“I go there with the highest ambitions. I like my chances. The way I’ve been feeling on and off the court in the last few weeks, I can go far,” said the 2016 and 2021 champion.
US Open champion Medvedev – one of a number of Russian and Belarusian players not allowed to compete under their national flags because of the war in Ukraine – is seeded second but only made his return to court this week in Geneva after a hernia.
Zverev and Tsitsipas – who lost to Djokovic in the Rome final on Sunday – are the other leading seeds.
Where’s Murray? And what about the other Brits?
Raducanu is one of five Britons in the singles draws with the nation’s last singles winner at Roland Garros being Sue Barker in 1976.
Former world number one Andy Murray is not playing as he looks to reach peak fitness for the British grass-court season, leaving Raducanu, Norrie, 31st seed Dan Evans, Heather Watson and Harriet Dart as those with direct access into the singles draws.
British men’s number one Norrie is looking to transfer his fine ATP Tour form into a deep Grand Slam run. But, like Raducanu, he suffered an injury scare in Rome although he has since reached the Lyon semi-finals.
Norrie, 26, won the Delray Beach title in February and lost to Nadal in the Acapulco final, building on his breakthrough 2021 season to move inside the world’s top 10 for the first time.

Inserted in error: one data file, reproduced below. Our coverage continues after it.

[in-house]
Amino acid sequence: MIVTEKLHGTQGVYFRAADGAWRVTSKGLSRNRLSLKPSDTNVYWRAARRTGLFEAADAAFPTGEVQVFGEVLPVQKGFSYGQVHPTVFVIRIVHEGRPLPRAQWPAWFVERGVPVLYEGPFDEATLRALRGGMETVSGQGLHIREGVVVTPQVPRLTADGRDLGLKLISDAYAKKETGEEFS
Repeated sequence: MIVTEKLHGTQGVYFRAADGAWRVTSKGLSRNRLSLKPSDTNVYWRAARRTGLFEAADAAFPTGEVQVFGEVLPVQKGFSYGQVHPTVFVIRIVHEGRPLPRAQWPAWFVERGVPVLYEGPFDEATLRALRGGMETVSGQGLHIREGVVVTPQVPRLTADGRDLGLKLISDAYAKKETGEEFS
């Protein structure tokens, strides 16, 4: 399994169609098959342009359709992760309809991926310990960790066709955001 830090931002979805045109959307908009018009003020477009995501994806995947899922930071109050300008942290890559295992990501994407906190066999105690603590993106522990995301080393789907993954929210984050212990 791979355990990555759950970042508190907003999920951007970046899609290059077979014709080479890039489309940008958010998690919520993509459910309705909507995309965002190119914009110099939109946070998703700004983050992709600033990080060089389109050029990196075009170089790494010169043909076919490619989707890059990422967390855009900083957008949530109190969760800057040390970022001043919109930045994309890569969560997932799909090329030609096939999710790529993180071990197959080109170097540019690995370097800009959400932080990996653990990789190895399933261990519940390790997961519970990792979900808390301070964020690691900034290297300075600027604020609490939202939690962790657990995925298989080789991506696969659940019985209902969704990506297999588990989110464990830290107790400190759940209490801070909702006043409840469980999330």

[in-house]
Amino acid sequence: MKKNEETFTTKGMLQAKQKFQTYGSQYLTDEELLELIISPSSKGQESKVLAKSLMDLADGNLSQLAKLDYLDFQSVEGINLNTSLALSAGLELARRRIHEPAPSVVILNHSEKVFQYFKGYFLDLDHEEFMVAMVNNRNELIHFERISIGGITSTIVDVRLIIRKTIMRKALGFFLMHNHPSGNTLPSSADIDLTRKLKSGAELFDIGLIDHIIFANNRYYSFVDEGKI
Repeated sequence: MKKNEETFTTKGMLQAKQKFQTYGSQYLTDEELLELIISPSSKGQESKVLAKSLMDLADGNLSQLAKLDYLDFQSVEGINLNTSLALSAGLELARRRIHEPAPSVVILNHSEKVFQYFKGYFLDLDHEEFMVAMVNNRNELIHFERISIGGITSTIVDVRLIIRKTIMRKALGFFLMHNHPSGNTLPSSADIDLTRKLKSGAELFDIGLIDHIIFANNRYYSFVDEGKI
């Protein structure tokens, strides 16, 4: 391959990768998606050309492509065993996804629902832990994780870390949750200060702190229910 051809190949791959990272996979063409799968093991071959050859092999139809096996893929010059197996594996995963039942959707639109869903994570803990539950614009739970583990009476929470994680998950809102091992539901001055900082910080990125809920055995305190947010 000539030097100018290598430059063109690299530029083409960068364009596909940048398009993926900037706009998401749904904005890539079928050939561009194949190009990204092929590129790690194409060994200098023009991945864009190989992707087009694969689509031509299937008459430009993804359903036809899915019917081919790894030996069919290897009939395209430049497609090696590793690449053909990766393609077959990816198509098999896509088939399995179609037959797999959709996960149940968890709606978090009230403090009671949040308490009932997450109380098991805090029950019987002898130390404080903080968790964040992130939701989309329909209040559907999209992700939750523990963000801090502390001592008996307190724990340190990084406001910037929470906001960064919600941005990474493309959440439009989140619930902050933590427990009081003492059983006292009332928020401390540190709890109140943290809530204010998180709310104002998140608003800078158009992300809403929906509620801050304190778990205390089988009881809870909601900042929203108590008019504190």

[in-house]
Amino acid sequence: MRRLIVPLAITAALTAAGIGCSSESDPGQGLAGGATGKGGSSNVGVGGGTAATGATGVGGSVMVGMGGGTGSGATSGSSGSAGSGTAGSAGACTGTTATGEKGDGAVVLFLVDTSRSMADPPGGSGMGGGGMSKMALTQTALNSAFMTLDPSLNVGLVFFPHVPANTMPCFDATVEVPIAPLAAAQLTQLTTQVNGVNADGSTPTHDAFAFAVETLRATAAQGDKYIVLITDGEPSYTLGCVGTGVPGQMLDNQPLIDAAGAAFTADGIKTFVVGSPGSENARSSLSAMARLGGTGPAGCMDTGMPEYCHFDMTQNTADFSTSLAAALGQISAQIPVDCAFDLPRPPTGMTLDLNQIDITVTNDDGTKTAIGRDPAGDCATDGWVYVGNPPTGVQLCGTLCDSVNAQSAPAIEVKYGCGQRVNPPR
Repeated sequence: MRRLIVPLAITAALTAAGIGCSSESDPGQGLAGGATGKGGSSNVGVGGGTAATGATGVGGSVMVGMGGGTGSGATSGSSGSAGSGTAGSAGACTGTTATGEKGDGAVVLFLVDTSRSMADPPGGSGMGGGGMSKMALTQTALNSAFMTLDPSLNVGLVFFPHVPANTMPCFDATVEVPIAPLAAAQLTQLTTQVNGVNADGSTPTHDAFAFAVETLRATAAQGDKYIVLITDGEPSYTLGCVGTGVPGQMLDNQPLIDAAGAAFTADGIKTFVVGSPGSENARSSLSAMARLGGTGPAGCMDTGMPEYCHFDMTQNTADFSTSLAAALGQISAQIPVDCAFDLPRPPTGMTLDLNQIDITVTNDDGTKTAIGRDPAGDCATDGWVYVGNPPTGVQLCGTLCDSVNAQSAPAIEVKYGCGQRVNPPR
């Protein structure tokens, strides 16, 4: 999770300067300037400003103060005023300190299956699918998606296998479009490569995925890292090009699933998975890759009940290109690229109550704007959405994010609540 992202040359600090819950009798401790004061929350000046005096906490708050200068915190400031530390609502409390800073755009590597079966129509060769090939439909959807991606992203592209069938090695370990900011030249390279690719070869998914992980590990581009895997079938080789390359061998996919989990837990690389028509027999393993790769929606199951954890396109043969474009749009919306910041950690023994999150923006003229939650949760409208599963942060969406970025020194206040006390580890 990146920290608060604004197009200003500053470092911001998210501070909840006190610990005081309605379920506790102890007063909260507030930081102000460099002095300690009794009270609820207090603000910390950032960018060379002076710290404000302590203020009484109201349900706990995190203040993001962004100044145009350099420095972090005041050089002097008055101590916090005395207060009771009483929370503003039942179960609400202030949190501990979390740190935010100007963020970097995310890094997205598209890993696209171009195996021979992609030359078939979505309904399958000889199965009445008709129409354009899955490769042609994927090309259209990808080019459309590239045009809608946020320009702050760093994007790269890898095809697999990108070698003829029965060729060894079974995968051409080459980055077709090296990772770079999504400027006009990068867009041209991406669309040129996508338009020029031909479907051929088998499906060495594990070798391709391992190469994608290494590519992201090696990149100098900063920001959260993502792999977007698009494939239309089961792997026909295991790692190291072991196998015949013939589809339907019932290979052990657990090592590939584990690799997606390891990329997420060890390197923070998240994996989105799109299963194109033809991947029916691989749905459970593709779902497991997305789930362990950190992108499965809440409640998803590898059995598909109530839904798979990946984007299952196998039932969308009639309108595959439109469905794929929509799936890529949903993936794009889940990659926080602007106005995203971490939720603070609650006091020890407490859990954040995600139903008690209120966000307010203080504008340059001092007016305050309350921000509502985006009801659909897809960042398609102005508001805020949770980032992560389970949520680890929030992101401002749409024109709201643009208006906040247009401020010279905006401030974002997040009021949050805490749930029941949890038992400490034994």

Last week Norrie limped out of the Italian Open in a loss to Croatian veteran Marin Cilic, troubled by his right foot and needing treatment in the third set.
In the doubles, British world number one Joe Salisbury is aiming for a third Grand Slam title alongside American Rajeev Ram, while Neal Skupski and Dutch partner Wesley Koolhof go into the tournament as the leading team in 2022.
Skupski, 32, and Koolhof have won four ATP titles and reached two other finals together.
In the men’s wheelchair event, top seed Alfie Hewett defends his title with compatriot Gordon Reid, seeded fourth, aiming to challenge his doubles partner for the singles title.
Lucy Shuker, seeded fifth in the women’s draw, is aiming to build on her semi-final appearance at the Australian Open, while Andy Lapthorne – who reached the Paris final in 2020 – is Britain’s sole representative in the quad singles.